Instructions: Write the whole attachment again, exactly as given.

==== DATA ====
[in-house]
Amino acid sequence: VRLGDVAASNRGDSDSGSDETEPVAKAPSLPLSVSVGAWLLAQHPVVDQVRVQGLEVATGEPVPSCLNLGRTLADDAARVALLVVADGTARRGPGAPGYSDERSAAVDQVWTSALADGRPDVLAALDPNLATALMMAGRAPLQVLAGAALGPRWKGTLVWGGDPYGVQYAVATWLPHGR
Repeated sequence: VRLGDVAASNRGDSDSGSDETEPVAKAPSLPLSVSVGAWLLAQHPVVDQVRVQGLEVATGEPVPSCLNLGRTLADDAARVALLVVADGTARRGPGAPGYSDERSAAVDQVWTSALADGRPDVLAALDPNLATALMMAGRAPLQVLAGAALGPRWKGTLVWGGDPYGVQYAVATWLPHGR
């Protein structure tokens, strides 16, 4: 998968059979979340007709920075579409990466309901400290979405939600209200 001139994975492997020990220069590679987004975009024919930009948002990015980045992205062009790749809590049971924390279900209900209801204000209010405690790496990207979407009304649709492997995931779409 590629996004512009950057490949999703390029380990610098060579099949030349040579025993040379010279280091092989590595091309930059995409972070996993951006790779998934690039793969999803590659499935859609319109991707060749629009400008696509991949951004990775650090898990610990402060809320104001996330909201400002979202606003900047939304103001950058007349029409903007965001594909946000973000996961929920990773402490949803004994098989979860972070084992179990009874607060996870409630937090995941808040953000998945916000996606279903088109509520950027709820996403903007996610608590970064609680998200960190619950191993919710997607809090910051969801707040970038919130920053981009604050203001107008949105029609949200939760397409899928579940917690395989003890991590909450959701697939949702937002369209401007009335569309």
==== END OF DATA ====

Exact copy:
[in-house]
Amino acid sequence: VRLGDVAASNRGDSDSGSDETEPVAKAPSLPLSVSVGAWLLAQHPVVDQVRVQGLEVATGEPVPSCLNLGRTLADDAARVALLVVADGTARRGPGAPGYSDERSAAVDQVWTSALADGRPDVLAALDPNLATALMMAGRAPLQVLAGAALGPRWKGTLVWGGDPYGVQYAVATWLPHGR
Repeated sequence: VRLGDVAASNRGDSDSGSDETEPVAKAPSLPLSVSVGAWLLAQHPVVDQVRVQGLEVATGEPVPSCLNLGRTLADDAARVALLVVADGTARRGPGAPGYSDERSAAVDQVWTSALADGRPDVLAALDPNLATALMMAGRAPLQVLAGAALGPRWKGTLVWGGDPYGVQYAVATWLPHGR
């Protein structure tokens, strides 16, 4: 998968059979979340007709920075579409990466309901400290979405939600209200 001139994975492997020990220069590679987004975009024919930009948002990015980045992205062009790749809590049971924390279900209900209801204000209010405690790496990207979407009304649709492997995931779409 590629996004512009950057490949999703390029380990610098060579099949030349040579025993040379010279280091092989590595091309930059995409972070996993951006790779998934690039793969999803590659499935859609319109991707060749629009400008696509991949951004990775650090898990610990402060809320104001996330909201400002979202606003900047939304103001950058007349029409903007965001594909946000973000996961929920990773402490949803004994098989979860972070084992179990009874607060996870409630937090995941808040953000998945916000996606279903088109509520950027709820996403903007996610608590970064609680998200960190619950191993919710997607809090910051969801707040970038919130920053981009604050203001107008949105029609949200939760397409899928579940917690395989003890991590909450959701697939949702937002369209401007009335569309």